Ohio State defensive end Zach Harrison aims to take a big leap in 2021
When defensive end Zach Harrison relives his sophomore season at Ohio State, he feels some disappointment.
“I didn’t have quite the year that I wanted to,” Harrison said. “That’s why I changed my mindset.”
Entering the start of spring practice on Friday, the OSU coaching staff praised Harrison for his work ethic through the previous weeks’ strength and conditioning workouts.
Coach Ryan Day acknowledged “a different look in his eye.” Defensive coordinator Kerry Coombs noticed a change in his overall physique, as well as leadership among inexperienced underclassmen.
The determination comes out of last season. While voted to the all-Big Ten team by the league’s coaches and an integral part of the Buckeyes’ pass rush, Harrison left unsatisfied and sought to channel the feeling this offseason.
“Hopefully this fall, you’re going to see the result of this hard work,” he said.
There’s a reason for high expectations.
Coming out of Olentangy Orange High School, Harrison was the crown jewel of the Buckeyes’ 2019 recruiting class, considered one of the best overall prospects in the country.
His commitment in December 2018 garnered significant fanfare. Harrison was seen as the heir apparent in a long line of prolific Ohio State pass rushers, following the likes of Chase Young and Joey and Nick Bosa.
Harrison doesn’t feel burdened by the comparisons, pointing out they’re most often made by outside observers rather than by his coaches or teammates. It’s not an ever-present thought.
“We don’t really talk about that in-house,” Harrison said. “That comes from the outside, so I don’t really think about it often; I’m not trying to follow anyone’s footsteps. I guess I’m trying to be myself and trying to build my own name, build my own image here at Ohio State and leave my own legacy.”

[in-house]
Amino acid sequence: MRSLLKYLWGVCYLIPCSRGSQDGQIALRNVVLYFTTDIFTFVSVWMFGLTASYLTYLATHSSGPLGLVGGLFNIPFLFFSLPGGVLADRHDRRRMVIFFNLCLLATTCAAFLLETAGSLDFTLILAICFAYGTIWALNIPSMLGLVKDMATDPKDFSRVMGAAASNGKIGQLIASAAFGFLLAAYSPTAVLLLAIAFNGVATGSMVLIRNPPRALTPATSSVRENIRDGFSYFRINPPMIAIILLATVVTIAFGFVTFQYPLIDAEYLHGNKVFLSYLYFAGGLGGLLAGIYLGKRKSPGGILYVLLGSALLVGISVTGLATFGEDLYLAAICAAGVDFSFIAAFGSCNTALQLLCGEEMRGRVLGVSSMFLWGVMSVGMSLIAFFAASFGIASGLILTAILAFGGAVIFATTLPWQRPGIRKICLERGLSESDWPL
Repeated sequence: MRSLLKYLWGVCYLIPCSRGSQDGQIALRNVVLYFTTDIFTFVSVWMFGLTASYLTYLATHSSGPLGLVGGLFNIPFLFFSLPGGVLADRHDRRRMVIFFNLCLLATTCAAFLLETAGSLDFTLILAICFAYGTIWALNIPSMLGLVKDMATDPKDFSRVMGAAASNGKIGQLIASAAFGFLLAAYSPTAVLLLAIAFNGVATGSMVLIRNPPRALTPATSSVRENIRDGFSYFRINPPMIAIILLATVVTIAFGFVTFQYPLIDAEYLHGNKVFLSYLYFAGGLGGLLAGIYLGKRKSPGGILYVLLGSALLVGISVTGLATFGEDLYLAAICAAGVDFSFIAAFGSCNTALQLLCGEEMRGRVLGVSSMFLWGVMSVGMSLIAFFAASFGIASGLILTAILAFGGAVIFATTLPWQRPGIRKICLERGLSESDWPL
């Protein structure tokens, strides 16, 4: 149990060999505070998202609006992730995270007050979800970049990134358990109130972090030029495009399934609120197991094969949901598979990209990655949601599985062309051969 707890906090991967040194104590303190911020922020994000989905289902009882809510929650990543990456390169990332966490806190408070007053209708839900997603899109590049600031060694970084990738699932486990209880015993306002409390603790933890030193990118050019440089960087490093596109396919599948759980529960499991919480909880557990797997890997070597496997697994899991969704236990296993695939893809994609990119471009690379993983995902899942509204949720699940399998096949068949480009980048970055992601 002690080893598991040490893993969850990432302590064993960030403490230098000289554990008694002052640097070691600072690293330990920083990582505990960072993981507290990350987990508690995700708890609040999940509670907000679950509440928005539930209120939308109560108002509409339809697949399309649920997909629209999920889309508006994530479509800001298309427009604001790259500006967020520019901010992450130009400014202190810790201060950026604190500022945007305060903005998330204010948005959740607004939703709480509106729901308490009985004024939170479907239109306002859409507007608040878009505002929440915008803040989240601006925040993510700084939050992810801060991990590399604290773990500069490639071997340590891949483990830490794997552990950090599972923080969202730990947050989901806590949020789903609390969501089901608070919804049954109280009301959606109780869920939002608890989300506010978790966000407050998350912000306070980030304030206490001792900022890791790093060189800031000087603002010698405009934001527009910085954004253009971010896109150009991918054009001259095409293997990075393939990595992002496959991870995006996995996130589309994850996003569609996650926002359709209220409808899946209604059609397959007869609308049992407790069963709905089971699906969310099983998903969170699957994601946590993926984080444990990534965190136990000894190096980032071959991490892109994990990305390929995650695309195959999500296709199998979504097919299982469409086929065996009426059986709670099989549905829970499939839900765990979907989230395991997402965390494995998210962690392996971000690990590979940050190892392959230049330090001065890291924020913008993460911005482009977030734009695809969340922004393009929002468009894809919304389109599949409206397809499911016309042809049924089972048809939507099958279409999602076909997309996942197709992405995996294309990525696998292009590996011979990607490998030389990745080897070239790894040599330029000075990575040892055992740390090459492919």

In some ways, Harrison has benefited from following Young. As a freshman in 2019, he watched the All-American pass rusher up close and left impressed by his practice habits.
“Chase made plays in practice that y’all never saw and that correlates to games,” Harrison said. “That’s one thing that I took to heart. You got to show up in practice because you’re not going to just show up on Saturdays.”
Already determined in the aftermath of last fall, he has tried to emulate the dogged approach. Had reporters been permitted to watch the Buckeyes’ first spring practice, Harrison said they would have noticed his effort.
“I’m just trying to play fast all the time,” he said, “just trying to play fast every play and make more plays in practice.”
There are other reasons besides drive he might be faster this season. During the winter workout program, the junior focused more on improving his flexibility. He already has good size at 6 feet 6, 265 pounds, but he wanted to be nimble.
“I've been stretching more in the training room and trying to get my hips and everything where I can bend the edge and feel more fluid in my movements,” Harrison said.
Harrison still managed to disrupt quarterbacks last fall, finishing with 22 total pressures, according to Pro Football Focus data, and twice getting sacks.
In the pandemic-shortened season that began in late October, the two sacks were tied for the third-most on the team as he rotated at defensive end with Jonathon Cooper, Javontae Jean-Baptiste and Tyreke Smith.
Over the following months, Harrison hopes the backfield pressure will become more routine as he becomes a more consistent pass rusher.
“I still have flashes of my potential,” he said, “and I got to try to get to where I can get that every single play on a consistent basis. In and out. Every down. Every game. Where there’s no falloff.”